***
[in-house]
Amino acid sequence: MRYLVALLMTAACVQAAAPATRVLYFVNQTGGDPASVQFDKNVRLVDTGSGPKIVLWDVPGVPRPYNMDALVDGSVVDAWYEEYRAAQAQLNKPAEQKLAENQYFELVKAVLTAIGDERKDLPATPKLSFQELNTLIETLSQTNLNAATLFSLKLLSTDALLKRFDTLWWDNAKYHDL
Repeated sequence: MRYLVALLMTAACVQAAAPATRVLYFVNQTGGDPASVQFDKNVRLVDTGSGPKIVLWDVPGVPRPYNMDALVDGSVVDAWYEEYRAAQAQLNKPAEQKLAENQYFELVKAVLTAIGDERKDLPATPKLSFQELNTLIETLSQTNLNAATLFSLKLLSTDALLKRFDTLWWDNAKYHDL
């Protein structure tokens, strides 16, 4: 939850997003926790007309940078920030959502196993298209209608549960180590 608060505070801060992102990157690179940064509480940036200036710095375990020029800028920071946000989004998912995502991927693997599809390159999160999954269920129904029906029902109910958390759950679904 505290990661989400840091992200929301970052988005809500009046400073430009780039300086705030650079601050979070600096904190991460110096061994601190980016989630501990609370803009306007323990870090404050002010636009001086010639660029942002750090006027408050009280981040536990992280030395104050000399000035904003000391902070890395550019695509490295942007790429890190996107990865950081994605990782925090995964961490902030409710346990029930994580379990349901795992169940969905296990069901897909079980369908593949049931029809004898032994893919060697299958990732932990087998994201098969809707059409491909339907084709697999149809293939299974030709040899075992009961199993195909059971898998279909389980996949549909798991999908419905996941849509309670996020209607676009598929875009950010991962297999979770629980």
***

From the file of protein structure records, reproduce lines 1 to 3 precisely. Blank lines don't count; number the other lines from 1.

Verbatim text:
[in-house]
Amino acid sequence: MRYLVALLMTAACVQAAAPATRVLYFVNQTGGDPASVQFDKNVRLVDTGSGPKIVLWDVPGVPRPYNMDALVDGSVVDAWYEEYRAAQAQLNKPAEQKLAENQYFELVKAVLTAIGDERKDLPATPKLSFQELNTLIETLSQTNLNAATLFSLKLLSTDALLKRFDTLWWDNAKYHDL
Repeated sequence: MRYLVALLMTAACVQAAAPATRVLYFVNQTGGDPASVQFDKNVRLVDTGSGPKIVLWDVPGVPRPYNMDALVDGSVVDAWYEEYRAAQAQLNKPAEQKLAENQYFELVKAVLTAIGDERKDLPATPKLSFQELNTLIETLSQTNLNAATLFSLKLLSTDALLKRFDTLWWDNAKYHDL